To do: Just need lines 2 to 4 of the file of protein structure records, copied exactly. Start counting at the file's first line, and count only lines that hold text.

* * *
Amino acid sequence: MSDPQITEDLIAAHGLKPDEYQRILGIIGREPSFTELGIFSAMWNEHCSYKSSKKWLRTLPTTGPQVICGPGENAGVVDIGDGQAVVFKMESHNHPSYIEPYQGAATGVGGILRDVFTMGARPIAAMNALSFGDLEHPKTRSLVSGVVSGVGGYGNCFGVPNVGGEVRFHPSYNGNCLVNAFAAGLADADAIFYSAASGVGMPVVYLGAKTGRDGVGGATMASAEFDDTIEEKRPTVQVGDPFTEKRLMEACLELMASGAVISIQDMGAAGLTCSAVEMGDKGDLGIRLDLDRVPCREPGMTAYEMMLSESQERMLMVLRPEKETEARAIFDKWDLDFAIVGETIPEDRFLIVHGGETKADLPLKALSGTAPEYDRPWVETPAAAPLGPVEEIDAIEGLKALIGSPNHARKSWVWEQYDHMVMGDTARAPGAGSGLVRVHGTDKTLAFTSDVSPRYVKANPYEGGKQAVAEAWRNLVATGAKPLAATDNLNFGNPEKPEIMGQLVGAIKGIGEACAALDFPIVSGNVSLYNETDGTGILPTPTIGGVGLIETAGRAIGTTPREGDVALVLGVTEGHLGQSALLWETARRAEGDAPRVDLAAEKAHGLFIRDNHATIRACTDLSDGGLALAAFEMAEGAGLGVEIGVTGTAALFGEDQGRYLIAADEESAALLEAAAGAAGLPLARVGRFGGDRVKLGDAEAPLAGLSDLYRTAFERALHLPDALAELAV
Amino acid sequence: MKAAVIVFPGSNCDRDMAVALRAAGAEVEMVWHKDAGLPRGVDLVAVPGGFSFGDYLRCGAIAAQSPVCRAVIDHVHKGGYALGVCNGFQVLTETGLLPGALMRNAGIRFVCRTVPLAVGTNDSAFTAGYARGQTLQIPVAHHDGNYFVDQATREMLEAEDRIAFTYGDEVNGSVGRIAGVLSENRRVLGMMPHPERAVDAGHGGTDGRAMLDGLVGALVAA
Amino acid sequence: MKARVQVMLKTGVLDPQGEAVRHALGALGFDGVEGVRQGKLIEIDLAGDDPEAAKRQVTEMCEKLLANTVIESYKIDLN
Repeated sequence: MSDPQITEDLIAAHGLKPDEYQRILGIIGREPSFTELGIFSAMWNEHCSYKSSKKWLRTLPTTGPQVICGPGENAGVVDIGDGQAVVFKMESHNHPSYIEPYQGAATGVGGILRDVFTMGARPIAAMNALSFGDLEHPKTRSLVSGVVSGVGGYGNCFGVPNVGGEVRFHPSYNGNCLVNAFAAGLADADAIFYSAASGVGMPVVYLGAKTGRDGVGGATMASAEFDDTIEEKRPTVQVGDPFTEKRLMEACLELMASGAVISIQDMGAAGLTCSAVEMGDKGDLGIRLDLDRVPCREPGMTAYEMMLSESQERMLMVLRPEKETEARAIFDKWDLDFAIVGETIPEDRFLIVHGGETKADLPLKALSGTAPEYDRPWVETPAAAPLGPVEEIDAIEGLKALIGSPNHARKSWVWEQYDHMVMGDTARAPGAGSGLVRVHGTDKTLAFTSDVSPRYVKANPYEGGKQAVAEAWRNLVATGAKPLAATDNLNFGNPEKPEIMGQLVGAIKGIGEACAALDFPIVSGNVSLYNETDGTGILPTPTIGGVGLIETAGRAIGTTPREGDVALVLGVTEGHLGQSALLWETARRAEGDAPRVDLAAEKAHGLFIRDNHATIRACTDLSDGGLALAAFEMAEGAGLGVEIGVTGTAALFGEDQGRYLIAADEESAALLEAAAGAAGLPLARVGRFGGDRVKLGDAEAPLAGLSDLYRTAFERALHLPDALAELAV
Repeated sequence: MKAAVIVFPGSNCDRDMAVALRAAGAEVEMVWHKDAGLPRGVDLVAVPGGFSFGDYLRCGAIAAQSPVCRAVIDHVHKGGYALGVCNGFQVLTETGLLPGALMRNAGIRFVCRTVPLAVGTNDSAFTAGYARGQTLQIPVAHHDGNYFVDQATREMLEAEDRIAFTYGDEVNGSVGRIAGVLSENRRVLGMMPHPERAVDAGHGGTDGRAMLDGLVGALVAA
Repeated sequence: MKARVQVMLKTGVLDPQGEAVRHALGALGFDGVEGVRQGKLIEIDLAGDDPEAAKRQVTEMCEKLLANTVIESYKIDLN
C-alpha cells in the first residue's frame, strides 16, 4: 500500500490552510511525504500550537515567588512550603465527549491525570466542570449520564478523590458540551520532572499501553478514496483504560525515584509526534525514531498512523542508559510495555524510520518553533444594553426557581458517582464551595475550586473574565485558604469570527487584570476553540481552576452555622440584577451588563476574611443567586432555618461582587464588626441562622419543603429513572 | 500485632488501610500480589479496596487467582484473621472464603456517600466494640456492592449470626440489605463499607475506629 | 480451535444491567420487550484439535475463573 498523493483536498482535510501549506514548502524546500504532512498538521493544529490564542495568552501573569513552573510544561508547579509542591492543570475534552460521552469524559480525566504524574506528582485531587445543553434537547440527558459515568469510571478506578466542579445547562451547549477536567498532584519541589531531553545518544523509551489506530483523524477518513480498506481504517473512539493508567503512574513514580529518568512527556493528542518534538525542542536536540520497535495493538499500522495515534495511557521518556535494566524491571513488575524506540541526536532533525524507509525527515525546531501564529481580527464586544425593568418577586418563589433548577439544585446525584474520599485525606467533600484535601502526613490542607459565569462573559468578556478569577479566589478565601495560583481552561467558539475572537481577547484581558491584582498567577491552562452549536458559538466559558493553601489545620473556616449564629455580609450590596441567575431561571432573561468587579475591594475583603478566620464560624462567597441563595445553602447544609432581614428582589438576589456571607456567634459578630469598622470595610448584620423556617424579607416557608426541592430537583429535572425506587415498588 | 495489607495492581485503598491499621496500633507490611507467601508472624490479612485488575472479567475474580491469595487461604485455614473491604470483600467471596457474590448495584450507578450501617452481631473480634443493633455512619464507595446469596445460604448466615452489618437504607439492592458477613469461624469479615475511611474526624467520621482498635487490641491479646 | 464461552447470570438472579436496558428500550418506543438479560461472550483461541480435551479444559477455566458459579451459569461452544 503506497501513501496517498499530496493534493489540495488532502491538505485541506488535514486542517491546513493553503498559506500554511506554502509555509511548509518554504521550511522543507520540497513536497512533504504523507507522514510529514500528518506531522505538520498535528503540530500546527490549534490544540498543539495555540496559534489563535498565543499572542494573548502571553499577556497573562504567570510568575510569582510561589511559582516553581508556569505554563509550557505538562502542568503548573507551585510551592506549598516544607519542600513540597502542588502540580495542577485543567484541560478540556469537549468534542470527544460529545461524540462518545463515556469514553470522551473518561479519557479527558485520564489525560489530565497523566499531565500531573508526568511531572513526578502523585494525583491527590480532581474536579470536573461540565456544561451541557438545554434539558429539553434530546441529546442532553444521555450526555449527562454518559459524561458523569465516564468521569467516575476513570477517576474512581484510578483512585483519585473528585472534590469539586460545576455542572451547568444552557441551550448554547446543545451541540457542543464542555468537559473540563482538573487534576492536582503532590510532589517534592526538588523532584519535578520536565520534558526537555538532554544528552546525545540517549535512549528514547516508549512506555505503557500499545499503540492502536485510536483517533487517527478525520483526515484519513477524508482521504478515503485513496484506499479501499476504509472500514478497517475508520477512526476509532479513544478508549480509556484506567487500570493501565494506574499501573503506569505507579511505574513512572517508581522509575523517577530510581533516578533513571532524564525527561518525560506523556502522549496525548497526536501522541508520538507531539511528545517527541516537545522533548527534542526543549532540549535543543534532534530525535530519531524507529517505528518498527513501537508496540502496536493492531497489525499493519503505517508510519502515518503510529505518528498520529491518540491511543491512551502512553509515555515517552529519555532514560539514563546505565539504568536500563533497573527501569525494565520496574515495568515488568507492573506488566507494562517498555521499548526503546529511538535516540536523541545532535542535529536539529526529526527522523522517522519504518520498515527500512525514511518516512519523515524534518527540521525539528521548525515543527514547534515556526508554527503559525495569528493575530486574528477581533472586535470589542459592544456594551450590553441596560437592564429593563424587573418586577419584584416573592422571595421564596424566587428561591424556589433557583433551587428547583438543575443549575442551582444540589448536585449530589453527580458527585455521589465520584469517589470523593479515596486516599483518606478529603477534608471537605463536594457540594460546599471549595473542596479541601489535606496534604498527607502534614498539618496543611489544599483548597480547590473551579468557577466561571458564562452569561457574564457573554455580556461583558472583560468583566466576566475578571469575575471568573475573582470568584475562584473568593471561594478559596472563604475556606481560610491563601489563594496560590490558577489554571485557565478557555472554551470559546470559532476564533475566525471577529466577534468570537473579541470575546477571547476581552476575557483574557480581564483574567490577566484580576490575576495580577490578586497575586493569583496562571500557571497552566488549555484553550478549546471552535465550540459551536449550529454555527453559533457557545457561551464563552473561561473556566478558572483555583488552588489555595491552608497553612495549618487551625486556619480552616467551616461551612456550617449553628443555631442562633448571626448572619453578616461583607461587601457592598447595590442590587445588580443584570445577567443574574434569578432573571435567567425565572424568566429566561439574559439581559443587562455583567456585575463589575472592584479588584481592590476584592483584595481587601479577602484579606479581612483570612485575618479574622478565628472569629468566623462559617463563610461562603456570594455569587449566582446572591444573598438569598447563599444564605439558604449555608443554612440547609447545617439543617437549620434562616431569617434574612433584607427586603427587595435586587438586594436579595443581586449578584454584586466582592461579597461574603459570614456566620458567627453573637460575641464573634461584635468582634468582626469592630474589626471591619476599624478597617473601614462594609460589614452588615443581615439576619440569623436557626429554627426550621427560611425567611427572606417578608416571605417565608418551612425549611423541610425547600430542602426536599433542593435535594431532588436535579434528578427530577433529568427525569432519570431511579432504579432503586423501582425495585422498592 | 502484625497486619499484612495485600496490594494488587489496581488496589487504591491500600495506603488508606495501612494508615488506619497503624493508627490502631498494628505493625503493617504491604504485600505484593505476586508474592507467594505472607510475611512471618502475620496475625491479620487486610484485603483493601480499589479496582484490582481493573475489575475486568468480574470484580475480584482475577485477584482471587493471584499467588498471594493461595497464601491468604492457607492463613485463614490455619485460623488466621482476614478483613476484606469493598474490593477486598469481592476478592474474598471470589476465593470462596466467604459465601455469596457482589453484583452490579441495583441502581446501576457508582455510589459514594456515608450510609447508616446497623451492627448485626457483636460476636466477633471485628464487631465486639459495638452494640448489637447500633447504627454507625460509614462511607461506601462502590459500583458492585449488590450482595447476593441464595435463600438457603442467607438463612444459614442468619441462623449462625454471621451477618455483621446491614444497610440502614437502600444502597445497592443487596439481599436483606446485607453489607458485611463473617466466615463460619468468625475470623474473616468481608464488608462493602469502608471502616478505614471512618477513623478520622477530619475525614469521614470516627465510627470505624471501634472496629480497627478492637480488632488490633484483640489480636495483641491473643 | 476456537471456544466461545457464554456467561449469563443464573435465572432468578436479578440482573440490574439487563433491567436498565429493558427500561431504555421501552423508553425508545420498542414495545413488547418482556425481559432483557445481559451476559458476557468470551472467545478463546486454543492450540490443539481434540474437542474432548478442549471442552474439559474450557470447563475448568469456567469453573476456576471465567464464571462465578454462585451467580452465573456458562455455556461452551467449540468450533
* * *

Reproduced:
Amino acid sequence: MKAAVIVFPGSNCDRDMAVALRAAGAEVEMVWHKDAGLPRGVDLVAVPGGFSFGDYLRCGAIAAQSPVCRAVIDHVHKGGYALGVCNGFQVLTETGLLPGALMRNAGIRFVCRTVPLAVGTNDSAFTAGYARGQTLQIPVAHHDGNYFVDQATREMLEAEDRIAFTYGDEVNGSVGRIAGVLSENRRVLGMMPHPERAVDAGHGGTDGRAMLDGLVGALVAA
Amino acid sequence: MKARVQVMLKTGVLDPQGEAVRHALGALGFDGVEGVRQGKLIEIDLAGDDPEAAKRQVTEMCEKLLANTVIESYKIDLN
Repeated sequence: MSDPQITEDLIAAHGLKPDEYQRILGIIGREPSFTELGIFSAMWNEHCSYKSSKKWLRTLPTTGPQVICGPGENAGVVDIGDGQAVVFKMESHNHPSYIEPYQGAATGVGGILRDVFTMGARPIAAMNALSFGDLEHPKTRSLVSGVVSGVGGYGNCFGVPNVGGEVRFHPSYNGNCLVNAFAAGLADADAIFYSAASGVGMPVVYLGAKTGRDGVGGATMASAEFDDTIEEKRPTVQVGDPFTEKRLMEACLELMASGAVISIQDMGAAGLTCSAVEMGDKGDLGIRLDLDRVPCREPGMTAYEMMLSESQERMLMVLRPEKETEARAIFDKWDLDFAIVGETIPEDRFLIVHGGETKADLPLKALSGTAPEYDRPWVETPAAAPLGPVEEIDAIEGLKALIGSPNHARKSWVWEQYDHMVMGDTARAPGAGSGLVRVHGTDKTLAFTSDVSPRYVKANPYEGGKQAVAEAWRNLVATGAKPLAATDNLNFGNPEKPEIMGQLVGAIKGIGEACAALDFPIVSGNVSLYNETDGTGILPTPTIGGVGLIETAGRAIGTTPREGDVALVLGVTEGHLGQSALLWETARRAEGDAPRVDLAAEKAHGLFIRDNHATIRACTDLSDGGLALAAFEMAEGAGLGVEIGVTGTAALFGEDQGRYLIAADEESAALLEAAAGAAGLPLARVGRFGGDRVKLGDAEAPLAGLSDLYRTAFERALHLPDALAELAV